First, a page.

Perhaps Canadians were more deferential to authority and less cynical in those days. But the heaviest request for sacrifice — conscription for overseas military service — still put an enormous strain on national unity. The Borden government's introduction of conscription in 1917 angered farmers in the West, led to riots in Quebec and precipitated "the worst election campaign in Canadian history."

Mackenzie King's government subsequently tried to fight the Second World War with a voluntary force for three years before asking Canadians to approve conscription in a national plebiscite in 1942. The result once again split the country along linguistic lines: eight provinces were overwhelmingly in favour, Quebec was overwhelmingly opposed.

King — who famously said, "conscription if necessary, but not necessarily conscription"  — stalled for another two years before following through, effectively limiting the number of conscripted men who were sent into battle before the war's end in 1945. War, in that case, required compromise.

Cinematic moments of leadership make for fun movies, but the task of holding a country together and leading it through moments of great consequence is always more complicated than we're sometimes led to believe.

The enemy is ... us?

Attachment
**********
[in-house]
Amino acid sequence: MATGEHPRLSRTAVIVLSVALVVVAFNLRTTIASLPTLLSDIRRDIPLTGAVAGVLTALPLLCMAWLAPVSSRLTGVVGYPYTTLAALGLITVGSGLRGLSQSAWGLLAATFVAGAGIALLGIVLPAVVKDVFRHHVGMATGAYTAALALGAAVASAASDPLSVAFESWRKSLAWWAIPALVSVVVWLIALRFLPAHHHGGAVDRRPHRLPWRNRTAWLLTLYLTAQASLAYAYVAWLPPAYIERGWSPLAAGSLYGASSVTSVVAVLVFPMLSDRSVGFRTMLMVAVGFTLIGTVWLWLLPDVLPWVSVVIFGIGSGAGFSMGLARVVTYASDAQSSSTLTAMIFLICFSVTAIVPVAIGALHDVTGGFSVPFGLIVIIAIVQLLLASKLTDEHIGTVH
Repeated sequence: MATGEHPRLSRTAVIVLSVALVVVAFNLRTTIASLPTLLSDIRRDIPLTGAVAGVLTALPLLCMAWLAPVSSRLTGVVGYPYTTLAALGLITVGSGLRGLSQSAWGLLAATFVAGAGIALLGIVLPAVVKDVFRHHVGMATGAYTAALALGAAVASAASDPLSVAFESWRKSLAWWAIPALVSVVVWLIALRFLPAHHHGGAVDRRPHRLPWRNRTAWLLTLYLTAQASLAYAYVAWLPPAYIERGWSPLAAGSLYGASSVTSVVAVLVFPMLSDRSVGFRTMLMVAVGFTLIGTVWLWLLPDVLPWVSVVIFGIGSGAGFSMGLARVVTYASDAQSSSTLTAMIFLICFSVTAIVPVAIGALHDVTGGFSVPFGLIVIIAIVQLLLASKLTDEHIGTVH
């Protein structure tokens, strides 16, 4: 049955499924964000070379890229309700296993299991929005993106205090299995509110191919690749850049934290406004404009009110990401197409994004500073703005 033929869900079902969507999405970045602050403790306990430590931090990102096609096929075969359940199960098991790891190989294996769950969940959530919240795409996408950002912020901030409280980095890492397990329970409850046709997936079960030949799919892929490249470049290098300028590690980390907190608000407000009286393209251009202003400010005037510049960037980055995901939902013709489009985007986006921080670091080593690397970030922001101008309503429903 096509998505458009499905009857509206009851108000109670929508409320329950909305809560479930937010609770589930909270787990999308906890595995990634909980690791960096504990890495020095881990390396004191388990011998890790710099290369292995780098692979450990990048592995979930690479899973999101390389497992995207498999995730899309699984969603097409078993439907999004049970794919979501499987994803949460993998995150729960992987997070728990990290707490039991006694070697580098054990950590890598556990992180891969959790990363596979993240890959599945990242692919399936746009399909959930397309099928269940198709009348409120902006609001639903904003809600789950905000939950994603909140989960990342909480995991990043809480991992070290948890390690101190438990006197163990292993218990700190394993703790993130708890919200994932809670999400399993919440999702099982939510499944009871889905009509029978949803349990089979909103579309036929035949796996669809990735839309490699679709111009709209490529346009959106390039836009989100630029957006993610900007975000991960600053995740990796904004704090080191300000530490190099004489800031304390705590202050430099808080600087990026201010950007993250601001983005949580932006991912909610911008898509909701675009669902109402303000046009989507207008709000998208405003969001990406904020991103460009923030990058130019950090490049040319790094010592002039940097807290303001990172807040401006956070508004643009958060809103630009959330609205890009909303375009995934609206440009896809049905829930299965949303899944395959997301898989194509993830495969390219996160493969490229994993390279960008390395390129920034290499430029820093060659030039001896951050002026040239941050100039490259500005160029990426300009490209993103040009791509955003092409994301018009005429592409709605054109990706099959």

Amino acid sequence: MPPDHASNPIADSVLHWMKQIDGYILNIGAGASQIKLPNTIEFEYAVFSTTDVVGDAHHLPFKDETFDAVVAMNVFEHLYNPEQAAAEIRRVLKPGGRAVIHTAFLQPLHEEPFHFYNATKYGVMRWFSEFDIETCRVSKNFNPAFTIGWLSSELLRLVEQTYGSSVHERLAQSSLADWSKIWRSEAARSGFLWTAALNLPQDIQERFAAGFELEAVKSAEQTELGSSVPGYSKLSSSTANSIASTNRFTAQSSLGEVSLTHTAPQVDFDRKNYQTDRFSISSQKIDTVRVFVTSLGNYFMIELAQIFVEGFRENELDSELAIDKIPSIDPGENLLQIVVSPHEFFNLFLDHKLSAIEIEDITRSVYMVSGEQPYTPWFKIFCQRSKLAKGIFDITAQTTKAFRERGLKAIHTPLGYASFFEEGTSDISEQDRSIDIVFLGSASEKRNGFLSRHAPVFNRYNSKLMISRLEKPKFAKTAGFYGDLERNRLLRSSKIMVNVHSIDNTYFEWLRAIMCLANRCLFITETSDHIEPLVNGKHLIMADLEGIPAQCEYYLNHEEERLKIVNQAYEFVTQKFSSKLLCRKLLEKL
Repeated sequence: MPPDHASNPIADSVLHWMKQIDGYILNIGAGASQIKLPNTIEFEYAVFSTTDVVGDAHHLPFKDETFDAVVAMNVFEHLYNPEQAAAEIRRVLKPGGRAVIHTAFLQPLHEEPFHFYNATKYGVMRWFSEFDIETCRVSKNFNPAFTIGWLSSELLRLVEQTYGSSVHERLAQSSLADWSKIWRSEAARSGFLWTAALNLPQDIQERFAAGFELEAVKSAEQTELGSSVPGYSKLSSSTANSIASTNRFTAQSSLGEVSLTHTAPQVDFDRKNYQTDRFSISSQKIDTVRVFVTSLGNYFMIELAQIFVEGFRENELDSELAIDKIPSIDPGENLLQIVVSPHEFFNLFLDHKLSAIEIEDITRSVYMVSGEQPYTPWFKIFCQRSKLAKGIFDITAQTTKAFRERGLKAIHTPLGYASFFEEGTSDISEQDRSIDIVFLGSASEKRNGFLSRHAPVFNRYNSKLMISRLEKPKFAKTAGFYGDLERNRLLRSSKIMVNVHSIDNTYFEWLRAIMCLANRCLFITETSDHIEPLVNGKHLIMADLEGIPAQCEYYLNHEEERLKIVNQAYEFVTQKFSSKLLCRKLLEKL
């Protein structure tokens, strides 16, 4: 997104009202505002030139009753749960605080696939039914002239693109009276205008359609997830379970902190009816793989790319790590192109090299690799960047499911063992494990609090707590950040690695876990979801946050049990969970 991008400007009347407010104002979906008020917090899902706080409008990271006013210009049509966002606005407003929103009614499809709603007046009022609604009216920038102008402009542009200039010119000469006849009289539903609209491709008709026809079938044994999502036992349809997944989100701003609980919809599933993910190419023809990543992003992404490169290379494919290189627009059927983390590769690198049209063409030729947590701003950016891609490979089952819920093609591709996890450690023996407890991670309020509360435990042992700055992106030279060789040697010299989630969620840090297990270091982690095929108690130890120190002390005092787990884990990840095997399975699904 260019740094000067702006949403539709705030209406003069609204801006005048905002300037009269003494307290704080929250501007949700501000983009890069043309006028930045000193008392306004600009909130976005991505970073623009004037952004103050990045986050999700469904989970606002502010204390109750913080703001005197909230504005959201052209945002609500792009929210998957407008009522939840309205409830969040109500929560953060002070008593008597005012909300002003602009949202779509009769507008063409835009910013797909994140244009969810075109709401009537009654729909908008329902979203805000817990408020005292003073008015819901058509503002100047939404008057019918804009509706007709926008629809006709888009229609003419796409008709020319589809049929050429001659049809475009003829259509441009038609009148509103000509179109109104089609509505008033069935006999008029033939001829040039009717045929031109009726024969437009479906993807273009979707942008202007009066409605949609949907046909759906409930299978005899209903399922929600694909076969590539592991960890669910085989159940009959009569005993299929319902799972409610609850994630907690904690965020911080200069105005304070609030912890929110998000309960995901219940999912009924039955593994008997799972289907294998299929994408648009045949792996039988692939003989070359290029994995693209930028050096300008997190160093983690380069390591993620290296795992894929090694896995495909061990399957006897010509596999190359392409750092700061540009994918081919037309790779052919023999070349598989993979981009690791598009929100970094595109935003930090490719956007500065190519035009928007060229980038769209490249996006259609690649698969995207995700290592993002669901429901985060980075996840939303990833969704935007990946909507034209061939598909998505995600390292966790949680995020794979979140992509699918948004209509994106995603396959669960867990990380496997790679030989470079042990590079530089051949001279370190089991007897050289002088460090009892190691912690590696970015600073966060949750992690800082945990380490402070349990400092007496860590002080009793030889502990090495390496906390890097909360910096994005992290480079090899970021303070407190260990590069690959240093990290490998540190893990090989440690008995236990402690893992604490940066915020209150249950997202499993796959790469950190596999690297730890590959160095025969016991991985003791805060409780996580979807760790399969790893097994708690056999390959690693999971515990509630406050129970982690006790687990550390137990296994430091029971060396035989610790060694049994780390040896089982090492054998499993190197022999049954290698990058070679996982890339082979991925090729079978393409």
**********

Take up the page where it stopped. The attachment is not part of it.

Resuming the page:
For all their complications, real military campaigns still, at least, benefit from the presence of tangible and foreign enemies. Climate change, on the other hand, is about the society we have constructed. It's one thing to rally your fellow citizens to fight Adolf Hitler and the Nazis (particularly when, as in Churchill's case, your own country's liberty is at stake). It's something else entirely to deal with the way we ourselves live, what we do and how we do it.

Putting a price on carbon is not nearly a political event on the same level as conscription (which, by the way, did not come with the offer of a full refund). But like conscription, climate policy already has produced significant regional splits in public opinion, with opposition most heavily concentrated in Alberta and Saskatchewan, two provinces that rely on oil and gas development.

In their party platform, the Greens propose completely phasing out the production of bitumen within 15 years and transitioning energy workers to new jobs. To do that without tearing the country apart would be a remarkable achievement (the Greens are currently polling at 5 per cent in Alberta).

If climate change is like war, it can't be simply reduced to a bidding contest over who would set the most ambitious targets. It requires leadership. But it also requires bringing a country and its citizens along. The details of policy — like the details of history — matter.

To underline the threat, challenge the complacent and motivate the hopeful, war is a tempting metaphor. The sacrifices and efforts of previous generations can reinforce a sense of responsibility toward the present and the future. Historic leadership can provide enduring inspiration.

But if fighting climate change has anything in common with World War II, it's the fact that it will be hard — and more complex than we might choose to imagine. Winning a war is seldom easy.


Aaron Wherry

Senior writer

Aaron Wherry has covered Parliament Hill since 2007 and has written for Maclean's, the National Post and the Globe and Mail. He is the author of Promise & Peril, a book about Justin Trudeau's years in power.